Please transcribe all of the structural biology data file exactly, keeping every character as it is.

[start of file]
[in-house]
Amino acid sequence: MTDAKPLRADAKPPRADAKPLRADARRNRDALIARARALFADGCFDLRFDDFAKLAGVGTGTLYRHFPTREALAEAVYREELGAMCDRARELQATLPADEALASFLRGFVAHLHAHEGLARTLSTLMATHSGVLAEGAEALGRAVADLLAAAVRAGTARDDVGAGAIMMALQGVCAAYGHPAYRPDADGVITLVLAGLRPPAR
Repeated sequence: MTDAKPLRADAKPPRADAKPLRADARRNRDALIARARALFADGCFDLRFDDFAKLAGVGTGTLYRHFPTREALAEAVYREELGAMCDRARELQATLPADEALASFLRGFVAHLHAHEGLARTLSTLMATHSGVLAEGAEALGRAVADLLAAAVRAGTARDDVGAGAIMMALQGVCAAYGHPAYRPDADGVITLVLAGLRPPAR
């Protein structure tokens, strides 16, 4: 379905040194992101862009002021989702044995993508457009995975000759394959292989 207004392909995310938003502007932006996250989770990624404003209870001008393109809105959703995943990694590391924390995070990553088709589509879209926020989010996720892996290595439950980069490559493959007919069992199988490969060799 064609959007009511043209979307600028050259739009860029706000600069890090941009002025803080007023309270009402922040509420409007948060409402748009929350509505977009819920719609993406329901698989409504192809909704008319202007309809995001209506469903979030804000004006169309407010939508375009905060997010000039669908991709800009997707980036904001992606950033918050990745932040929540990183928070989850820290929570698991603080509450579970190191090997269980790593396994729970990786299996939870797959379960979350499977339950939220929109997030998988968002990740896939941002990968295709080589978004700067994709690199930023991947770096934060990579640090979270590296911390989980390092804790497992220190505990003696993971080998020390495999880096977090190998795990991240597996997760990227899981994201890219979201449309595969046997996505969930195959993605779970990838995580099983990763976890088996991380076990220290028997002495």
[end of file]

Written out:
[in-house]
Amino acid sequence: MTDAKPLRADAKPPRADAKPLRADARRNRDALIARARALFADGCFDLRFDDFAKLAGVGTGTLYRHFPTREALAEAVYREELGAMCDRARELQATLPADEALASFLRGFVAHLHAHEGLARTLSTLMATHSGVLAEGAEALGRAVADLLAAAVRAGTARDDVGAGAIMMALQGVCAAYGHPAYRPDADGVITLVLAGLRPPAR
Repeated sequence: MTDAKPLRADAKPPRADAKPLRADARRNRDALIARARALFADGCFDLRFDDFAKLAGVGTGTLYRHFPTREALAEAVYREELGAMCDRARELQATLPADEALASFLRGFVAHLHAHEGLARTLSTLMATHSGVLAEGAEALGRAVADLLAAAVRAGTARDDVGAGAIMMALQGVCAAYGHPAYRPDADGVITLVLAGLRPPAR
């Protein structure tokens, strides 16, 4: 379905040194992101862009002021989702044995993508457009995975000759394959292989 207004392909995310938003502007932006996250989770990624404003209870001008393109809105959703995943990694590391924390995070990553088709589509879209926020989010996720892996290595439950980069490559493959007919069992199988490969060799 064609959007009511043209979307600028050259739009860029706000600069890090941009002025803080007023309270009402922040509420409007948060409402748009929350509505977009819920719609993406329901698989409504192809909704008319202007309809995001209506469903979030804000004006169309407010939508375009905060997010000039669908991709800009997707980036904001992606950033918050990745932040929540990183928070989850820290929570698991603080509450579970190191090997269980790593396994729970990786299996939870797959379960979350499977339950939220929109997030998988968002990740896939941002990968295709080589978004700067994709690199930023991947770096934060990579640090979270590296911390989980390092804790497992220190505990003696993971080998020390495999880096977090190998795990991240597996997760990227899981994201890219979201449309595969046997996505969930195959993605779970990838995580099983990763976890088996991380076990220290028997002495």